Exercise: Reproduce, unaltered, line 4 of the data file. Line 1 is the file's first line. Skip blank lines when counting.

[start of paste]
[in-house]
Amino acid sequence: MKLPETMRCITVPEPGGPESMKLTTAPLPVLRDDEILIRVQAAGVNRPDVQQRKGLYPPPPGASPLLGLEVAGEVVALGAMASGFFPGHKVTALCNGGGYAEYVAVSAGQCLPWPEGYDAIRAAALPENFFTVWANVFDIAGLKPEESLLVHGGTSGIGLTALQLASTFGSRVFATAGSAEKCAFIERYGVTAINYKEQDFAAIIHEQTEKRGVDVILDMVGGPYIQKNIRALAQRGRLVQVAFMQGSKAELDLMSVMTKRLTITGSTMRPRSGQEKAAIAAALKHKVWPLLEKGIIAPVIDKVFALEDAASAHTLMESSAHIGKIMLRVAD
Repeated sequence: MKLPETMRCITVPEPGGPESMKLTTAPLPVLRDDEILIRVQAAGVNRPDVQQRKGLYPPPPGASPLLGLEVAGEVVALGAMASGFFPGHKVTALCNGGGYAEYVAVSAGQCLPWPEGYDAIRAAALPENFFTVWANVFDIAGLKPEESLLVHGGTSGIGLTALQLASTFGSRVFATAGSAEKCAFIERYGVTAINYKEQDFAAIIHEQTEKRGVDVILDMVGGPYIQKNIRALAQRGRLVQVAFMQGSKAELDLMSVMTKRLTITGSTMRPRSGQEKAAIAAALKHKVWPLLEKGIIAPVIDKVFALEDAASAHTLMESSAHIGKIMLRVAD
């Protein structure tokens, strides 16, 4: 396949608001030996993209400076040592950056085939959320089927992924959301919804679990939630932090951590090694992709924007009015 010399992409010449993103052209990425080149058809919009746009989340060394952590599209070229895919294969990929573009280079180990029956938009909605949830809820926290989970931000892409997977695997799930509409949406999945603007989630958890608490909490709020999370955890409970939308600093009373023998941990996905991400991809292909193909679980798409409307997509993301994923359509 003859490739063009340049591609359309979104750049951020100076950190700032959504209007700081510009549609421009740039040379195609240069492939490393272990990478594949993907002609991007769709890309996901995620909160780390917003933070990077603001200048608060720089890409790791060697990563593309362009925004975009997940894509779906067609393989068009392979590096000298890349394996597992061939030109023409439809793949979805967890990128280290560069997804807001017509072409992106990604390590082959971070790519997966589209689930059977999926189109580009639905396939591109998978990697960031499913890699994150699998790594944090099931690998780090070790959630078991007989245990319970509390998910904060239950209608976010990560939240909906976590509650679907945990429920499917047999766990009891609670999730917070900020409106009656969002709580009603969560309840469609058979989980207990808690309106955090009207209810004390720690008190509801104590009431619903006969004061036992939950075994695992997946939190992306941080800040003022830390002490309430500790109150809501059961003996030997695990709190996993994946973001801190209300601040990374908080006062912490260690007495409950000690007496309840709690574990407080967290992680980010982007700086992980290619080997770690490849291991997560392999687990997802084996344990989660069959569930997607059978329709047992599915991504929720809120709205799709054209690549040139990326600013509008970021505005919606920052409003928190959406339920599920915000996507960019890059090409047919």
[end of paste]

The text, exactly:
């Protein structure tokens, strides 16, 4: 396949608001030996993209400076040592950056085939959320089927992924959301919804679990939630932090951590090694992709924007009015 010399992409010449993103052209990425080149058809919009746009989340060394952590599209070229895919294969990929573009280079180990029956938009909605949830809820926290989970931000892409997977695997799930509409949406999945603007989630958890608490909490709020999370955890409970939308600093009373023998941990996905991400991809292909193909679980798409409307997509993301994923359509 003859490739063009340049591609359309979104750049951020100076950190700032959504209007700081510009549609421009740039040379195609240069492939490393272990990478594949993907002609991007769709890309996901995620909160780390917003933070990077603001200048608060720089890409790791060697990563593309362009925004975009997940894509779906067609393989068009392979590096000298890349394996597992061939030109023409439809793949979805967890990128280290560069997804807001017509072409992106990604390590082959971070790519997966589209689930059977999926189109580009639905396939591109998978990697960031499913890699994150699998790594944090099931690998780090070790959630078991007989245990319970509390998910904060239950209608976010990560939240909906976590509650679907945990429920499917047999766990009891609670999730917070900020409106009656969002709580009603969560309840469609058979989980207990808690309106955090009207209810004390720690008190509801104590009431619903006969004061036992939950075994695992997946939190992306941080800040003022830390002490309430500790109150809501059961003996030997695990709190996993994946973001801190209300601040990374908080006062912490260690007495409950000690007496309840709690574990407080967290992680980010982007700086992980290619080997770690490849291991997560392999687990997802084996344990989660069959569930997607059978329709047992599915991504929720809120709205799709054209690549040139990326600013509008970021505005919606920052409003928190959406339920599920915000996507960019890059090409047919």